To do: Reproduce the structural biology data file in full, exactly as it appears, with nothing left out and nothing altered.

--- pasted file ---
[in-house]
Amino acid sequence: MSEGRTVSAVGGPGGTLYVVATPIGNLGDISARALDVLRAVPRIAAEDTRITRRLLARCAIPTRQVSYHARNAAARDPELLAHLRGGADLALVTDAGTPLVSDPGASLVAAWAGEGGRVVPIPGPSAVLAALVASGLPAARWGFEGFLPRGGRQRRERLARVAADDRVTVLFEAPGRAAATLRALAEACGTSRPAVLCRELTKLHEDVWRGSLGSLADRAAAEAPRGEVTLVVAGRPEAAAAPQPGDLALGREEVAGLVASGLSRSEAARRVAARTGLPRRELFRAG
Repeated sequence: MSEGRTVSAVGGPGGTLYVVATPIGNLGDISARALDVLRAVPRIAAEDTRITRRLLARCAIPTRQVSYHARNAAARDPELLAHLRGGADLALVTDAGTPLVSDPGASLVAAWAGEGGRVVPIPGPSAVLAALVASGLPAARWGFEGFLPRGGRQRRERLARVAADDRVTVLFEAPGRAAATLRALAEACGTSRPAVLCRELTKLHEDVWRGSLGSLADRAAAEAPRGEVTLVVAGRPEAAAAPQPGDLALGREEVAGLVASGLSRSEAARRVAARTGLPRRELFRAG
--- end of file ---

[in-house]
Amino acid sequence: MSEGRTVSAVGGPGGTLYVVATPIGNLGDISARALDVLRAVPRIAAEDTRITRRLLARCAIPTRQVSYHARNAAARDPELLAHLRGGADLALVTDAGTPLVSDPGASLVAAWAGEGGRVVPIPGPSAVLAALVASGLPAARWGFEGFLPRGGRQRRERLARVAADDRVTVLFEAPGRAAATLRALAEACGTSRPAVLCRELTKLHEDVWRGSLGSLADRAAAEAPRGEVTLVVAGRPEAAAAPQPGDLALGREEVAGLVASGLSRSEAARRVAARTGLPRRELFRAG
Repeated sequence: MSEGRTVSAVGGPGGTLYVVATPIGNLGDISARALDVLRAVPRIAAEDTRITRRLLARCAIPTRQVSYHARNAAARDPELLAHLRGGADLALVTDAGTPLVSDPGASLVAAWAGEGGRVVPIPGPSAVLAALVASGLPAARWGFEGFLPRGGRQRRERLARVAADDRVTVLFEAPGRAAATLRALAEACGTSRPAVLCRELTKLHEDVWRGSLGSLADRAAAEAPRGEVTLVVAGRPEAAAAPQPGDLALGREEVAGLVASGLSRSEAARRVAARTGLPRRELFRAG